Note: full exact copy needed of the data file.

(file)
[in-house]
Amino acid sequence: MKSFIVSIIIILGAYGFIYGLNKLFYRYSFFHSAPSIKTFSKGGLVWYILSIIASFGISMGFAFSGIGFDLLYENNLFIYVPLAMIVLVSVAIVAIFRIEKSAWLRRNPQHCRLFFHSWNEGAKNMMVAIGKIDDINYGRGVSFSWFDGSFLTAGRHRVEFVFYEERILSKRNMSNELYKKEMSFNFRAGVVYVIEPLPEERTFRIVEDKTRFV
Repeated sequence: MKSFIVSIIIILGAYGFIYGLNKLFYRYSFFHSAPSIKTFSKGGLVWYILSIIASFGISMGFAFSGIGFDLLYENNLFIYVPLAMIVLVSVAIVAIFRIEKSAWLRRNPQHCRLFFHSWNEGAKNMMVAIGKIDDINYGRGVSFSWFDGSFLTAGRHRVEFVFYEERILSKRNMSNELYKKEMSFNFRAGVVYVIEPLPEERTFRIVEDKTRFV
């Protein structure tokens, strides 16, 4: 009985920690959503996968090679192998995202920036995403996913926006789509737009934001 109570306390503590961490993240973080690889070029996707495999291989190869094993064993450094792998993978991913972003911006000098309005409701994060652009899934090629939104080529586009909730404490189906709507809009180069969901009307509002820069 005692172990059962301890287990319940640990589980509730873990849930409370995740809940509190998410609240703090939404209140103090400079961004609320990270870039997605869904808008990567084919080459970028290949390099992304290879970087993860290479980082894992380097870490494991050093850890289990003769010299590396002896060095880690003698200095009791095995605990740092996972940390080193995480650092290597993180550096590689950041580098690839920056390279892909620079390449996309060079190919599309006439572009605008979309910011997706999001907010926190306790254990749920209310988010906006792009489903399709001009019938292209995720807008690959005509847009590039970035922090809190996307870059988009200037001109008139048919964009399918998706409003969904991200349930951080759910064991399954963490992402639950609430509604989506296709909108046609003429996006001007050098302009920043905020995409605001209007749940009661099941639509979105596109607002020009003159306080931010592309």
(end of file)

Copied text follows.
[in-house]
Amino acid sequence: MKSFIVSIIIILGAYGFIYGLNKLFYRYSFFHSAPSIKTFSKGGLVWYILSIIASFGISMGFAFSGIGFDLLYENNLFIYVPLAMIVLVSVAIVAIFRIEKSAWLRRNPQHCRLFFHSWNEGAKNMMVAIGKIDDINYGRGVSFSWFDGSFLTAGRHRVEFVFYEERILSKRNMSNELYKKEMSFNFRAGVVYVIEPLPEERTFRIVEDKTRFV
Repeated sequence: MKSFIVSIIIILGAYGFIYGLNKLFYRYSFFHSAPSIKTFSKGGLVWYILSIIASFGISMGFAFSGIGFDLLYENNLFIYVPLAMIVLVSVAIVAIFRIEKSAWLRRNPQHCRLFFHSWNEGAKNMMVAIGKIDDINYGRGVSFSWFDGSFLTAGRHRVEFVFYEERILSKRNMSNELYKKEMSFNFRAGVVYVIEPLPEERTFRIVEDKTRFV
């Protein structure tokens, strides 16, 4: 009985920690959503996968090679192998995202920036995403996913926006789509737009934001 109570306390503590961490993240973080690889070029996707495999291989190869094993064993450094792998993978991913972003911006000098309005409701994060652009899934090629939104080529586009909730404490189906709507809009180069969901009307509002820069 005692172990059962301890287990319940640990589980509730873990849930409370995740809940509190998410609240703090939404209140103090400079961004609320990270870039997605869904808008990567084919080459970028290949390099992304290879970087993860290479980082894992380097870490494991050093850890289990003769010299590396002896060095880690003698200095009791095995605990740092996972940390080193995480650092290597993180550096590689950041580098690839920056390279892909620079390449996309060079190919599309006439572009605008979309910011997706999001907010926190306790254990749920209310988010906006792009489903399709001009019938292209995720807008690959005509847009590039970035922090809190996307870059988009200037001109008139048919964009399918998706409003969904991200349930951080759910064991399954963490992402639950609430509604989506296709909108046609003429996006001007050098302009920043905020995409605001209007749940009661099941639509979105596109607002020009003159306080931010592309």